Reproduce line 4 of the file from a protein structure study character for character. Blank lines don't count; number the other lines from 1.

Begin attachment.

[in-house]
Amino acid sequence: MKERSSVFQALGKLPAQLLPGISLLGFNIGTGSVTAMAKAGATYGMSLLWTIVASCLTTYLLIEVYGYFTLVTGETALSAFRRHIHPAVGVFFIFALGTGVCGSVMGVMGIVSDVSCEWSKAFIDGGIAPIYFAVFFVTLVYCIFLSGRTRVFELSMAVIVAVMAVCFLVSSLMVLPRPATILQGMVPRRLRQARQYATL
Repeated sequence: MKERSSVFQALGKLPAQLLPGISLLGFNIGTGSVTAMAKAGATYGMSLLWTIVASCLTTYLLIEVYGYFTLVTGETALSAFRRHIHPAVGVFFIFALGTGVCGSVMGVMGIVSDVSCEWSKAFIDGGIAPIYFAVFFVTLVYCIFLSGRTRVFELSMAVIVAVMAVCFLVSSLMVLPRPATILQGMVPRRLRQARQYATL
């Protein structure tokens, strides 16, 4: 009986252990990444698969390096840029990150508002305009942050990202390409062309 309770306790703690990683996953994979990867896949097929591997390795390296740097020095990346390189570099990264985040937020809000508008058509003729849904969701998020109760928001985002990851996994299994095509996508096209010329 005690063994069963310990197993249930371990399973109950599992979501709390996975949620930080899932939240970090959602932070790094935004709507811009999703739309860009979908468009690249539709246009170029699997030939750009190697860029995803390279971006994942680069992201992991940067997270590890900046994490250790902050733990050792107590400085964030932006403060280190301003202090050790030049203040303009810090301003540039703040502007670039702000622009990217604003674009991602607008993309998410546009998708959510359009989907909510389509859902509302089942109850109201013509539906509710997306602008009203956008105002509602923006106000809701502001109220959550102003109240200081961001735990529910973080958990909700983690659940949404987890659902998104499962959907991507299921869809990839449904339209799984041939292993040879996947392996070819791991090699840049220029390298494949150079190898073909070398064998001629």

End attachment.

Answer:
């Protein structure tokens, strides 16, 4: 009986252990990444698969390096840029990150508002305009942050990202390409062309 309770306790703690990683996953994979990867896949097929591997390795390296740097020095990346390189570099990264985040937020809000508008058509003729849904969701998020109760928001985002990851996994299994095509996508096209010329 005690063994069963310990197993249930371990399973109950599992979501709390996975949620930080899932939240970090959602932070790094935004709507811009999703739309860009979908468009690249539709246009170029699997030939750009190697860029995803390279971006994942680069992201992991940067997270590890900046994490250790902050733990050792107590400085964030932006403060280190301003202090050790030049203040303009810090301003540039703040502007670039702000622009990217604003674009991602607008993309998410546009998708959510359009989907909510389509859902509302089942109850109201013509539906509710997306602008009203956008105002509602923006106000809701502001109220959550102003109240200081961001735990529910973080958990909700983690659940949404987890659902998104499962959907991507299921869809990839449904339209799984041939292993040879996947392996070819791991090699840049220029390298494949150079190898073909070398064998001629």